“There are many other biomarkers at this point under investigations. Non-invasive biomarkers in terms of brain MRI biomarkers or MRI technology are increasing. We can now look into brain physiology way better and there are several labs, trying to see whether we can use MRI to detect particular metabolites in the brain for example” says Fasano. However, such biomarkers do not give a specific indication of the patient’s PD subtype, which is important in the consideration of different treatment strategies.
Genetic biomarkers are being investigated to aid in the development of precision medicine for PD. “There are now a number of genes known to cause Parkinson’s disease when mutated or to increase the risk of developing the disease. So, the next logical step is to see what these genes do and try to correct deficit using drugs”, says Fasano. According to GlobalData, genetic mutations such as the GBA mutation are now being targeted in PD therapeutics with three GBA therapies in Phase II clinical trials.
GlobalData is the parent company of Pharmaceutical Technology.
However, issues remain when using genetic biomarkers in the development of PD therapies and PD research. “The problem with this is that not every patient will be eligible for these therapies. Because genetic forms of Parkinson’s disease are a minority of Parkinson’s disease patients, usually the early onset ones because the older the patient, the more heterogeneous is the variety of causes”, says Fasano. Thus, new biomarkers are being explored which may be more useful in identifying PD subtypes which are inclusive of older patients.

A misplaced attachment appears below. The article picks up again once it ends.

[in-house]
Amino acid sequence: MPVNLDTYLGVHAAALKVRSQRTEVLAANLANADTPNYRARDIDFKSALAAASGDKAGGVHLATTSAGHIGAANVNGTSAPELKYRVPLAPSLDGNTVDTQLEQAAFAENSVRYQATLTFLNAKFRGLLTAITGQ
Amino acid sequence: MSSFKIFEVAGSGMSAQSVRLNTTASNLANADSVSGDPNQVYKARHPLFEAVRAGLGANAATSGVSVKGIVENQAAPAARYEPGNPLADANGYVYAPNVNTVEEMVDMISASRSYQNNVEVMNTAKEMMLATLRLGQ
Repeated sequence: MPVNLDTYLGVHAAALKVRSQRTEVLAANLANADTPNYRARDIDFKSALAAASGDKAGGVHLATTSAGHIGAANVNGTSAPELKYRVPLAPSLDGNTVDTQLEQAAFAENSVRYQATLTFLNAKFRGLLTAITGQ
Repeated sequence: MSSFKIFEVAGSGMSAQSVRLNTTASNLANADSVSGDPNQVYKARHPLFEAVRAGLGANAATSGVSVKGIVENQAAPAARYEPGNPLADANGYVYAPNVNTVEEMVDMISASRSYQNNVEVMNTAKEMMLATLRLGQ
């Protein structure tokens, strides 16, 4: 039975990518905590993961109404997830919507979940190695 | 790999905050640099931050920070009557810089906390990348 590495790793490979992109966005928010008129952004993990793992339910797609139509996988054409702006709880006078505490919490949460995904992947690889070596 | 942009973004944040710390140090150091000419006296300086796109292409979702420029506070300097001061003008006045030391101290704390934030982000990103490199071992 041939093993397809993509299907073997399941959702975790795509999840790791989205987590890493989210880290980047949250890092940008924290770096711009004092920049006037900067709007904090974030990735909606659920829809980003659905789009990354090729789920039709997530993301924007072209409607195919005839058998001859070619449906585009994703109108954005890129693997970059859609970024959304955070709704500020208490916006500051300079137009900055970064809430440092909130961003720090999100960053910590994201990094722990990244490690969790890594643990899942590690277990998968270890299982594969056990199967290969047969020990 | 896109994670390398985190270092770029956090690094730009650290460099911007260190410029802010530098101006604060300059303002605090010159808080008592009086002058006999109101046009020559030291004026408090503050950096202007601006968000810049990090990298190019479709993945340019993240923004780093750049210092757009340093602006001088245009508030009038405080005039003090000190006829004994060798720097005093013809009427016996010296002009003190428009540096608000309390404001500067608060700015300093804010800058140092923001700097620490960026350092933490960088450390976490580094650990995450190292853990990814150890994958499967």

New CSF biomarkers
Fasano explains that a wealth of biomarkers allows for a better understanding of disease manifestation, early diagnosis, and subtyping of individuals with the disease is essential to direct the choice of treatment.
The recent Nature article detailed a study that used limited proteolysis-mass spectrometry to analyse the CSF of 52 PD patients and 51 healthy individuals. Researchers collected brain tissue samples from each participant, analysing the variability of protein structures between healthy individuals and individuals with PD. The research team identified 117 highly variable peptides originating from 64 unique proteins. Furthermore, the results showed that variable regions were more disordered, were more accessible to solvents, and had a higher propensity for mediating protein-protein interactions than non-variable regions. Out of these proteins, there were 76 structurally altered proteins in the CSF of individuals with PD with two of those corresponding to PD linked genes.
From these findings, it was shown that protein structural alterations in human CSF were able to distinguish those with PD from healthy individuals. The results also provided information correlating to the specific alpha-synuclein levels within a certain individual with 91% accuracy. Translation of this concept to clinical research will require validation in further independent cohorts as well as testing for specificity to PD versus other neurodegenerative diseases. However, these findings may indicate a new biomarker representing the 11% of the PD population that lacks Lewy body pathology and may also be helpful in research into different PD subtypes and late-stage PD.
With such studies into new biomarkers underway, Fasano expressed his optimism for PD clinical research saying, “We’re learning a lot and we learn something new day by day. So, I’m pretty positive we’ll get there”.